The station's depth, about 100 feet below street level, necessitated three levels of platforms and long escalators to carry passengers to and from the train platform. Elevators for disabled access also will be built.

In July, UW and Sound Transit officials signed agreements, addressing university concerns ranging from saving the cherished Mount Rainier Vista and parking/tailgating space to pedestrian access and construction impacts.

Sound Transit also has signed an agreement with the state Transportation Department, which oversees the 520 bridge replacement, to increase collaboration and communication between the two agencies to ensure compatibility between the rail line and final 520 design. Issues include possible street widening on Montlake, street interchanges or ramp siting at Montlake, transit connections, a possible 520 tunnel and bike paths.

"The real challenge at University Station is to design it around unknowns -- what 520 will look like, what the stadium may look like," Reed said.

Numerous issues have been resolved, such as parking and possible disruption or interference with the university's research labs, said Theresa Doherty of the UW Office of Regional Affairs.

"At this point we're working with Sound Transit, and continuing to design the station under the parking lot of Husky Stadium," Doherty said. "Sound Transit will be testing the trains to address concerns about vibrations; we feel confident those issues will be resolved."

Gray said further public meetings will be held when the design is closer to completion.

P-I reporter Debera Carlton Harrell can be reached at 206-448-8326 or [email protected].

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Old December 16th, 2007, 01:15 AM   #1715
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http://www.crosscut.com/transportati...t+by+precinct/

Sizing up the Proposition 1 vote, precinct by precinct

Voters were resisting a plan that was Seattle-centric and premised on the expectation that most people would become affluent professionals working in dense urban settings. This skeptic of rail transit also suggests how to recraft the proposal.

By Richard Morrill

Precinct-level maps of the vote on Proposition 1, the roads-and-transit measure defeated last month in King, Pierce, and Snohomish counties, as well as census demographic data reveal a lot about the region's urban politics. Here are a few conclusions I would draw.

The package was perceived and voted on as a rail project, with the roads part having little measurable effect. Areas benefiting from road projects were as opposed to the measure as areas that wouldn't benefit. Sound Transit also lost the tradeoff between a larger area that would generate greater tax revenue and a smaller, more-urbanized area that might have supported the project. Support was typically only 30 percent to 40 percent in the outer half or more of the regional transit authority (RTA) district.

People voted self interest, geographically. Denser, transit-dependent areas and, in many cases, areas near proposed rail transit stations tended to vote yes, while less-dense and auto-dependent areas far from proposed rail lines — at least three-quarters of all precincts — voted no, by as much as 10 to 1. Areas with middle-class families, especially with workers in manufacturing, transportation, or construction, voted no, partly because of their location (Pierce, Snohomish, and South King counties) but probably also because of the proposal's dependence on regressive sales and vehicle taxes.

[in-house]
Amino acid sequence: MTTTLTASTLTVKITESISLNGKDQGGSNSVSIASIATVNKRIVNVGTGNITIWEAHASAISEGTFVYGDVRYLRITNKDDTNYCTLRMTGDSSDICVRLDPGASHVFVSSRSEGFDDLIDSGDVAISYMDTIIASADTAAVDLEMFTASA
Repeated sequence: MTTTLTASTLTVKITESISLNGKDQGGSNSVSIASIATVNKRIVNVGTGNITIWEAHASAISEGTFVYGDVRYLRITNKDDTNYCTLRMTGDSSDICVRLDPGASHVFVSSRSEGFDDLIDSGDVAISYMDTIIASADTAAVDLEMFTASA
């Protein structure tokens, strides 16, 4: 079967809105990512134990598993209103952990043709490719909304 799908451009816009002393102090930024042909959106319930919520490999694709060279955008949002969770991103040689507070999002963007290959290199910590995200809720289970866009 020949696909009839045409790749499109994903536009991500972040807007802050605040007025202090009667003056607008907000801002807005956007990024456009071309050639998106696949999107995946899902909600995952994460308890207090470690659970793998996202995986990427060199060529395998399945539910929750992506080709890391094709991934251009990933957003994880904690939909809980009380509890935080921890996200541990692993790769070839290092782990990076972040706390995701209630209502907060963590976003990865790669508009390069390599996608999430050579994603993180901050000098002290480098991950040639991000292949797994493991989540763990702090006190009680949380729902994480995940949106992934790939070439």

The city neighborhoods of West Seattle, Magnolia, and Ballard must still be angry over the demise of their transit plan, the Seattle Monorail Project. "New Urbanist" areas — that is, urban village precincts dominated by apartments, renters, and condos — voted yes, while areas with mainly single-family homes were almost universally negative, even in the city of Seattle. Downtown Tacoma residents love their train and voted for Prop 1.

Based on known demographics from census data, areas of young, unmarried, "romantic idealists" voted yes, but older married folks, especially those with children, were skeptical and fearful of the long-term tax burden. Native-born Washingtonians were much more negative than migrants from other states, or the foreign-born. The poor and the unemployed were more supportive than the employed and more affluent, perhaps because they are transit dependent or because they are more likely to be younger and unmarried.

Here is the percent yes vote by some cities:

Mercer Island 52
Edmonds 49
Seattle, Shoreline, Lynnwood, Mountlake Terrace, Redmond 47
Mill Creek 46
Bellevue 45
Federal Way, Issaquah, Renton, Everett 43
Burien, Sammamish 42
Kirkland, Mukilteo 41
Kent, Burien 40
Marysville 39

My conclusions are based on a statistical analysis of a sample of 200 precincts, about one-quarter of them voting over 60 percent in favor of Prop 1, about one-quarter voting less than 30 percent in favor, and about half voting at the average support level of 44 percent to 47 percent. Since we don't have good census data by current precincts, I matched the sample precincts to the closest U.S. census block group.